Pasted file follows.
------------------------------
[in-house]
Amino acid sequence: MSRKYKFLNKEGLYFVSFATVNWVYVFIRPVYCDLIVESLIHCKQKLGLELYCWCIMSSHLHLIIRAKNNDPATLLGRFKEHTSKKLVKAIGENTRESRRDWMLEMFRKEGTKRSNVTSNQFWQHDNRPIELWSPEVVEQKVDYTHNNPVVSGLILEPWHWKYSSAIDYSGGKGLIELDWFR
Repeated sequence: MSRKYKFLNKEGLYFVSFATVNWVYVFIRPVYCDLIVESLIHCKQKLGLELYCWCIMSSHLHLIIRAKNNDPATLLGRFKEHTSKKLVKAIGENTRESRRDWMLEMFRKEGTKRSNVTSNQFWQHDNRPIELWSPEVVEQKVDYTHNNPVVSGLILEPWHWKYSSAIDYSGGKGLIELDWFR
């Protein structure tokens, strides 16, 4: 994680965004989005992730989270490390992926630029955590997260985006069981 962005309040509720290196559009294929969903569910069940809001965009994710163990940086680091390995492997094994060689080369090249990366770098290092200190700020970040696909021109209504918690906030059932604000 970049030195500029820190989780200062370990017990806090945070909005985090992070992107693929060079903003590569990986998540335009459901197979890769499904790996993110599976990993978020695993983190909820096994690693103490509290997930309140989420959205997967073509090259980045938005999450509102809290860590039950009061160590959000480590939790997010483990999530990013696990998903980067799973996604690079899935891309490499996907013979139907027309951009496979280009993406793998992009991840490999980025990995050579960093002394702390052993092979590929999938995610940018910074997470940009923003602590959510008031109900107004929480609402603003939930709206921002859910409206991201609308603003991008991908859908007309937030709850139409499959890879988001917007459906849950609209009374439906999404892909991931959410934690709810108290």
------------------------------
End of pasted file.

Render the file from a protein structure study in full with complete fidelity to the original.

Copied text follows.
[in-house]
Amino acid sequence: MSRKYKFLNKEGLYFVSFATVNWVYVFIRPVYCDLIVESLIHCKQKLGLELYCWCIMSSHLHLIIRAKNNDPATLLGRFKEHTSKKLVKAIGENTRESRRDWMLEMFRKEGTKRSNVTSNQFWQHDNRPIELWSPEVVEQKVDYTHNNPVVSGLILEPWHWKYSSAIDYSGGKGLIELDWFR
Repeated sequence: MSRKYKFLNKEGLYFVSFATVNWVYVFIRPVYCDLIVESLIHCKQKLGLELYCWCIMSSHLHLIIRAKNNDPATLLGRFKEHTSKKLVKAIGENTRESRRDWMLEMFRKEGTKRSNVTSNQFWQHDNRPIELWSPEVVEQKVDYTHNNPVVSGLILEPWHWKYSSAIDYSGGKGLIELDWFR
């Protein structure tokens, strides 16, 4: 994680965004989005992730989270490390992926630029955590997260985006069981 962005309040509720290196559009294929969903569910069940809001965009994710163990940086680091390995492997094994060689080369090249990366770098290092200190700020970040696909021109209504918690906030059932604000 970049030195500029820190989780200062370990017990806090945070909005985090992070992107693929060079903003590569990986998540335009459901197979890769499904790996993110599976990993978020695993983190909820096994690693103490509290997930309140989420959205997967073509090259980045938005999450509102809290860590039950009061160590959000480590939790997010483990999530990013696990998903980067799973996604690079899935891309490499996907013979139907027309951009496979280009993406793998992009991840490999980025990995050579960093002394702390052993092979590929999938995610940018910074997470940009923003602590959510008031109900107004929480609402603003939930709206921002859910409206991201609308603003991008991908859908007309937030709850139409499959890879988001917007459906849950609209009374439906999404892909991931959410934690709810108290």